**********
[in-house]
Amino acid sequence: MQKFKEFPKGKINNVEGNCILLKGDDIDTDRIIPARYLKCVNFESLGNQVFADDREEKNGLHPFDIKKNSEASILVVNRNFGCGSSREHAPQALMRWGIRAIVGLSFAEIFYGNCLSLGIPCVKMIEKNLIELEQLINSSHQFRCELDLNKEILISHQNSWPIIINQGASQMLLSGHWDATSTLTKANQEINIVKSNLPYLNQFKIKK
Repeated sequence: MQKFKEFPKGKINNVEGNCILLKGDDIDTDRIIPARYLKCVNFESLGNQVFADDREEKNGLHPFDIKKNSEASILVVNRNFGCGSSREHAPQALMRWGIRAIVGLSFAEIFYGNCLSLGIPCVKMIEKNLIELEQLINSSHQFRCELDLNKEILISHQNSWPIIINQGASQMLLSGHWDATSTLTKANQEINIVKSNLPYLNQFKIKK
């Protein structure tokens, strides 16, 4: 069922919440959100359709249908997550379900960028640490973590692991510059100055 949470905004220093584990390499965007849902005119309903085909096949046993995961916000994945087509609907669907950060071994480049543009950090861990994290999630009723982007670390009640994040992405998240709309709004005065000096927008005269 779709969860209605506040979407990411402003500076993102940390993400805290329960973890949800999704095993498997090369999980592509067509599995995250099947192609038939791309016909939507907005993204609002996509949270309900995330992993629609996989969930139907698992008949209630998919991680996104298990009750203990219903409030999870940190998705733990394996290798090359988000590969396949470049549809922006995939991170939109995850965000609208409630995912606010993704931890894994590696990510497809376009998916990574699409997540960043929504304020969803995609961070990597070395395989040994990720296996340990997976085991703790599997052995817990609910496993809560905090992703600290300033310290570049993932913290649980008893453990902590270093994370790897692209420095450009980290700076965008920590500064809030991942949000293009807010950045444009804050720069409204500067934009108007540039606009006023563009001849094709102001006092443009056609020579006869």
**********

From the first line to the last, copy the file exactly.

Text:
[in-house]
Amino acid sequence: MQKFKEFPKGKINNVEGNCILLKGDDIDTDRIIPARYLKCVNFESLGNQVFADDREEKNGLHPFDIKKNSEASILVVNRNFGCGSSREHAPQALMRWGIRAIVGLSFAEIFYGNCLSLGIPCVKMIEKNLIELEQLINSSHQFRCELDLNKEILISHQNSWPIIINQGASQMLLSGHWDATSTLTKANQEINIVKSNLPYLNQFKIKK
Repeated sequence: MQKFKEFPKGKINNVEGNCILLKGDDIDTDRIIPARYLKCVNFESLGNQVFADDREEKNGLHPFDIKKNSEASILVVNRNFGCGSSREHAPQALMRWGIRAIVGLSFAEIFYGNCLSLGIPCVKMIEKNLIELEQLINSSHQFRCELDLNKEILISHQNSWPIIINQGASQMLLSGHWDATSTLTKANQEINIVKSNLPYLNQFKIKK
């Protein structure tokens, strides 16, 4: 069922919440959100359709249908997550379900960028640490973590692991510059100055 949470905004220093584990390499965007849902005119309903085909096949046993995961916000994945087509609907669907950060071994480049543009950090861990994290999630009723982007670390009640994040992405998240709309709004005065000096927008005269 779709969860209605506040979407990411402003500076993102940390993400805290329960973890949800999704095993498997090369999980592509067509599995995250099947192609038939791309016909939507907005993204609002996509949270309900995330992993629609996989969930139907698992008949209630998919991680996104298990009750203990219903409030999870940190998705733990394996290798090359988000590969396949470049549809922006995939991170939109995850965000609208409630995912606010993704931890894994590696990510497809376009998916990574699409997540960043929504304020969803995609961070990597070395395989040994990720296996340990997976085991703790599997052995817990609910496993809560905090992703600290300033310290570049993932913290649980008893453990902590270093994370790897692209420095450009980290700076965008920590500064809030991942949000293009807010950045444009804050720069409204500067934009108007540039606009006023563009001849094709102001006092443009056609020579006869």